Copyright ©2009 NPR. For personal, noncommercial use only. See Terms of Use. For other uses, prior permission required.

STEVE INSKEEP, host:

The World Health Organization says the data collected last year found 9.3 million cases - new cases - of tuberculosis. And the number of people who died from that disease is like the casualty list from some catastrophic war. New strains of TB are more resistant to available drugs than ever before, so scientists are reexamining a century-old vaccine to see if they can make it work better. NPR's Brenda Wilson reports.

BRENDA WILSON: In the pristine corridors of Aeras Global TB Vaccine Foundation in Rockville, Maryland, with its double-locked doors and self-contained water purification system, new TB vaccines are at various stages of development, set to be tested in people soon. Plant manager David MacCallum(ph) wants us to put on lab coats before we enter the area where the vaccines will be manufactured.

Mr. DAVID MACCALLUM (Plant Manager): So I'm going to ask you to don this garment here, 'cause we're going to go through the labs, and I'm going to ask you to wear safety glasses.

WILSON: That not only protects people from harm, it protects the vaccines from contamination. Aeras director Jerry Sadoff says the vaccines being developed here work on the same principle as vaccines have for hundreds of years.

Mr. JERRY SADOFF (Aeras Director): The basic idea of a vaccine is to fool the body into thinking it's infected so it can make an immune response and it's not really infected. And then it remembers that, so that later when it sees the real pathogen like TB or HIV or whatever, it recognizes that it's been infected before and it has a big immune response ready to go.

WILSON: But here at Aeras, Jerry Sadoff says modern science, molecular biology, immunology, and genetics is helping create a better TB vaccine using an existing TB vaccine called BCG and improving it.

Mr. SADOFF: We force the BCG to make a lot more of these pieces of itself we call antigens that come from all different parts of its life cycle so that it makes them all at once, so that we've made it into a super BCG, so to speak, telling the immune system that this is what I'm going to be like at all different stages of the TB lifecycle.

WILSON: The old BCG vaccine originated a hundred years ago when two French scientists isolated the TB bacilli in cows. Dr. Barry Bloom of the Harvard School of Public Health says that at the time, nearly a third of the population of Paris was dying of TB contracted from cow's milk.

Dr. BARRY BLOOM (Harvard School of Public Health): The experience in Paris was that bovine TB that people got by drinking milk was much more virulent in humans than TB that one caught from other patients. And as a small aside, that's what pasteurization has prevented in modern times. We heat milk and kill the bacillus.

WILSON: It took the French scientists 13 years of testing in rats, mice, and monkeys to turn the deadly cow bacillus into a form that was safe enough to test in humans. And then they gave it to one child whose mother had died of TB.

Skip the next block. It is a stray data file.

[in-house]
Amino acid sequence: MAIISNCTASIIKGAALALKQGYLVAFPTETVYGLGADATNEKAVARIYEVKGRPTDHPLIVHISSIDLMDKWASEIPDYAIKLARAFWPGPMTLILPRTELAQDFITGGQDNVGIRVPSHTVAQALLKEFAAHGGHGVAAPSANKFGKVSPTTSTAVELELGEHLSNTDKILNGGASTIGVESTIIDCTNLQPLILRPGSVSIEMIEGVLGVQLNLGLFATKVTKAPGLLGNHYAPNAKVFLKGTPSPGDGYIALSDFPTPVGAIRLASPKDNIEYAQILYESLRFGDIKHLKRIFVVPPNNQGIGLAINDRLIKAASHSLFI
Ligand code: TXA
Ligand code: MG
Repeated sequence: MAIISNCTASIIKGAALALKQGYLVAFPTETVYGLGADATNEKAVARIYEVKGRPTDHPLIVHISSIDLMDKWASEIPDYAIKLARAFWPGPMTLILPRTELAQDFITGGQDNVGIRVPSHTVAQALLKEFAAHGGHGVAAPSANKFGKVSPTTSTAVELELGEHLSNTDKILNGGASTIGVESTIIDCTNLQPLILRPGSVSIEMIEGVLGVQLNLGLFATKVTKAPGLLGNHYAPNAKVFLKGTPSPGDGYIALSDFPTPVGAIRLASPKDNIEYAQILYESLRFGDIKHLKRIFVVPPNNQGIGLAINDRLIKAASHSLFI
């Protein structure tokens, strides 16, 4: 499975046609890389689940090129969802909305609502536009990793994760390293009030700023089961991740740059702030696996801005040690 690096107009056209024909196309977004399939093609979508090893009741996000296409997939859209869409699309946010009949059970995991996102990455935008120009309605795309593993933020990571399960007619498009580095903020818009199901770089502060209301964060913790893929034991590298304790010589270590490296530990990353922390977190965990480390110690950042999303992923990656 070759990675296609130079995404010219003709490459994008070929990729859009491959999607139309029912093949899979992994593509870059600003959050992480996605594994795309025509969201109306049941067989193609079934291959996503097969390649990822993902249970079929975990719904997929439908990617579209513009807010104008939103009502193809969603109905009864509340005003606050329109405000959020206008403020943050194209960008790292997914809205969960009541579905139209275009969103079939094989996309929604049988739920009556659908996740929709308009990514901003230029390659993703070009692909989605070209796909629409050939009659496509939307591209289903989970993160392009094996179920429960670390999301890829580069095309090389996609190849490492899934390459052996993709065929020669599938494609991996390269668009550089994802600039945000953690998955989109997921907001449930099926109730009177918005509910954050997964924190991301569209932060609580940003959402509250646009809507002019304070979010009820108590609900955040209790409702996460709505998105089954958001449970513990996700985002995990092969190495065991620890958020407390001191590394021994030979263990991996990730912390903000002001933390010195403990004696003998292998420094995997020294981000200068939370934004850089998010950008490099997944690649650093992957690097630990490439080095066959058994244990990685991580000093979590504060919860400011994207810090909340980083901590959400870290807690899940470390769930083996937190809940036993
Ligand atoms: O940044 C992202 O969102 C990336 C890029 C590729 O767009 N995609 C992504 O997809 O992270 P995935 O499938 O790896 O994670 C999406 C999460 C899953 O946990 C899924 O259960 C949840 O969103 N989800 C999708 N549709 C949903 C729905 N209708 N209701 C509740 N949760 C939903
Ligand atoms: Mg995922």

Dr. BLOOM: This child lived a long and healthy life, whereas someone who had a parent with TB at that time, about 30 percent would die of tuberculosis.

WILSON: The old BCG vaccine is still one of the most widely used vaccines in the world, but while it confers some protection on infants and children, it doesn't work very well in all populations. One strain provided as much as 85 percent protection in England and zero protection in India.

There's speculation that other bacteria closely related to TB and the environment and warm climates weaken the effectiveness of BCG. Some people may be more susceptible to tuberculosis for genetic reasons or because of poor nutrition. The list goes on. Jerry Sadoff at Aeras says they have a series of vaccines under development now that they are hoping will provide lifelong protection.

Mr. SADOFF: We have a regimen for infants and children so that we can protect infants from getting disease when they live in these very tight quarters where adults that have TB are coughing on them and spreading the disease. And then we think we'll have to have a booster regimen like you do for many other vaccines in the adolescent or young adult times.

WILSON: Human tests of Aeras vaccines are scheduled for sometime this year in South Africa, Kenya, India, and other countries with high levels of tuberculosis.

Brenda Wilson, NPR News.

(Soundbite of music)

Copyright © 2009 NPR. All rights reserved. No quotes from the materials contained herein may be used in any media without attribution to NPR. This transcript is provided for personal, noncommercial use only, pursuant to our Terms of Use. Any other use requires NPR's prior permission. Visit our permissions page for further information.

NPR transcripts are created on a rush deadline by a contractor for NPR, and accuracy and availability may vary. This text may not be in its final form and may be updated or revised in the future. Please be aware that the authoritative record of NPR's programming is the audio.

Comments

 

Please keep your community civil. All comments must follow the NPR.org Community rules and terms of use, and will be moderated prior to posting. NPR reserves the right to use the comments we receive, in whole or in part, and to use the commenter's name and location, in any medium. See also the Terms of Use, Privacy Policy and Community FAQ.